• Susan

    Thank you so much for your story. It really does give me hope. I was diagnosed in January with Her 2 +, plus Er +, & PR +, DCIS. I had a lumpectomy, and three nodes removed which came back clear. I then had four treatments of Adriamycin chemotherapy, and next week will be my twelfth and last treatment of Taxol. I've also started Herceptin, and will start Tamoxifen and radiation after I finish Taxol. I'll still in disbelief over this whole diagnosis. I'm only 42 years old, and I have no family history of this. With the Herceptin I think I have a good prognosis. Thank you for sharing your story. BTW, I have a daughter named Megan, and she spells it the same way you do.

  • Maggie

    In 2012 at 56 years old I was diagnosed with metastatic breast Cancer stage one estrogen postive. Never smoked breast fed all 5 of my children. Was Her positive breast cancer. I elected to have a bilateral mastectomy. My nodes were negative. My chemo was delayed do to the tissue expanders leaked and needed another surgery to replacement them. I wished I just had my breast removal then chemo and then reconstruction. Had chemo carboplatin and taxotere for 6 sessions and Herceptin for one year. I was told I was over treated for my cancer and I did not really need to worry. I took tamoxifen faithfully. In July 2015 I started having chest wall discomfort after lifting something heavy. Eventually I had MRI of chest and back in October and found out I had metastases to the sternum and spine. I started weekly chemo abraxane, Perjeta and herceptin. It was so tough to hear this news. I am presently in a vaccine trial for HER positive breast cancer at NIH. I have decided to try this hoping for a better outcome. I feel like I have been a case where every thing that could go wrong went wrong.

  • jeannie

    you are a very bright light at the end of a very long tunnel for me, I start chemo on 4th dec 1 session every 3 wks then radiation then ovaries removed. I am 58 and have a history of cancer in my family but I still can't believe this is all happening. I am so glad I found you , you have lifted me.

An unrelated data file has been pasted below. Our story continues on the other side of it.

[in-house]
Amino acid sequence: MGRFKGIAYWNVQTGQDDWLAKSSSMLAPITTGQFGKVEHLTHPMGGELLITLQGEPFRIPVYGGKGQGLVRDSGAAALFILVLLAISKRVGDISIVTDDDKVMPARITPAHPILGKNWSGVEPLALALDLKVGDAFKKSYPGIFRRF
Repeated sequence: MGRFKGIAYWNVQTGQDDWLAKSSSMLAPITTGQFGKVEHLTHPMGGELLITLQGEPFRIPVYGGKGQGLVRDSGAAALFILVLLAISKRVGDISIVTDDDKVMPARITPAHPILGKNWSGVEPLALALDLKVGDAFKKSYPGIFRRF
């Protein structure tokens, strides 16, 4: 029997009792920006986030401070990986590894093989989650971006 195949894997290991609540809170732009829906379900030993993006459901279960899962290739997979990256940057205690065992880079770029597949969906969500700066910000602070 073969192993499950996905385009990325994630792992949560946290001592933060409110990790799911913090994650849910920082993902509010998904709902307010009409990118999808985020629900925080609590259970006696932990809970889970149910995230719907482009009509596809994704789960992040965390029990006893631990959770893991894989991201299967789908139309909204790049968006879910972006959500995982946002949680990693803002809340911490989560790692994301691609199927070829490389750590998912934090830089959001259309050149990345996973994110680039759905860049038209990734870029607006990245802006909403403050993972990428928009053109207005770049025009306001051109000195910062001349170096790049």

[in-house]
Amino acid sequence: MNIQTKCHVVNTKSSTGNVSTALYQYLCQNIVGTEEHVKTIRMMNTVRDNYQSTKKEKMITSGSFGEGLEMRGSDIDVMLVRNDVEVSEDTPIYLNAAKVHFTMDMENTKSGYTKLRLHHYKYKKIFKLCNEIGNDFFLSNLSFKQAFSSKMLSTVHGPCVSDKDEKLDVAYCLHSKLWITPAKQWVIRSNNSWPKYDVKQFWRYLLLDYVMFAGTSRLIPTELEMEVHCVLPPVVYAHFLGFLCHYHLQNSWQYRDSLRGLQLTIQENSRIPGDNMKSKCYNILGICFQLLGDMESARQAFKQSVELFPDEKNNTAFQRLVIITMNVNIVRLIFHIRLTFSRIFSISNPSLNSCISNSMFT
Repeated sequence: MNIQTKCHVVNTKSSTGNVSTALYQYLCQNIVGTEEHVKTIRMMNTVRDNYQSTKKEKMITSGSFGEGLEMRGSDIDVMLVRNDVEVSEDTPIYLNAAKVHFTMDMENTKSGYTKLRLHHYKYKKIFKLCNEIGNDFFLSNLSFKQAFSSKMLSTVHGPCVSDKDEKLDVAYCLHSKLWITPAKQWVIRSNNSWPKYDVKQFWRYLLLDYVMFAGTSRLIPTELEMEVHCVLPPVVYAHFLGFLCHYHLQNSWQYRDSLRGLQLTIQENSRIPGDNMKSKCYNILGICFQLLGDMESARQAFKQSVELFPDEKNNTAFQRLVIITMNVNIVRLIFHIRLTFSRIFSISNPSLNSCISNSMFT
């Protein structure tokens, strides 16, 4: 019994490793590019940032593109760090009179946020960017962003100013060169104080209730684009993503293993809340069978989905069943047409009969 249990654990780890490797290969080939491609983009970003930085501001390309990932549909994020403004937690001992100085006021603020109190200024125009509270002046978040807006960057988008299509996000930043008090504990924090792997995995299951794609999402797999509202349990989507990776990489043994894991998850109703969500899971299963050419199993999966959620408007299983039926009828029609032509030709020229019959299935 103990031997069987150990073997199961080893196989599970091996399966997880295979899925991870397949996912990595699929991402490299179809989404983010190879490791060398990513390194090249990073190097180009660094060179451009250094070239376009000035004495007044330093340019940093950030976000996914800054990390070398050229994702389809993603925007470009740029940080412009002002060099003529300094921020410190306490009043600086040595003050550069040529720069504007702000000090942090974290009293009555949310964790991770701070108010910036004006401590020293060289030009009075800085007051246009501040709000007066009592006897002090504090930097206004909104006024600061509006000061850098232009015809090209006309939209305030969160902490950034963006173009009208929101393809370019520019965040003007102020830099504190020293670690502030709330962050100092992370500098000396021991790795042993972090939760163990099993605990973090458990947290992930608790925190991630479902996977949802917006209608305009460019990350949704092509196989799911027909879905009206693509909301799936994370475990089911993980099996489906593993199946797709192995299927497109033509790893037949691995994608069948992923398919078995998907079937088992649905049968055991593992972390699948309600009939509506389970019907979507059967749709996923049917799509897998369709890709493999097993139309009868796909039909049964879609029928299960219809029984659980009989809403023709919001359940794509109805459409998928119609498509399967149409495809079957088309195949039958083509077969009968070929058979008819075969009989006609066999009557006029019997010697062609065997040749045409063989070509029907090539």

Thank you
    Jeannie

  • sam

    Hi everyone, I am 53 a vegetarian and a health fanatic. I have just been diagnosed with Her2 breast cancer and shocked and I am not coping well with this at all. I don't even take panadol I have never smoked drank a glass of alcohol in my life and breast fed all my babies so I feel very angry that all these obese unhealthy people in life get away without getting cancer and I got it…. which I imagine lots of you feel too.. I do not believe in killing all the healthy cells and the immune system in your body when you need it most however I did have a Lumpectomy to get the cancer out but refused the sentinel biopsy. I am looking into all options as I get supreme nutrition and exercise. I feel great except I am very low in iron however being a vego this happens. This has wrecked my great life and I wont let it ruin it and I certainly will not go down the road of the above and possibly kill myself with poisons which is all the doctors know. Ah life is unfair however no one ever says a death is from side effects of poison they just say cancer. The statistics of chemo is not much better than doing nothing for life expectancy. in fact it kills many women who have breast cancer. I wish you all luck on your journey which ever way you choose. My doctor informed me the Australian government insists on chemo before they let you have herceptin anyway even if it is not needed where is the logic in that. Yep let the poisons flow….. kill everything in your body and maybe you and then you can have a drug that may save your life although it has terrible side effects and also may kill you. Hurrah something to look forward to.

  • Susie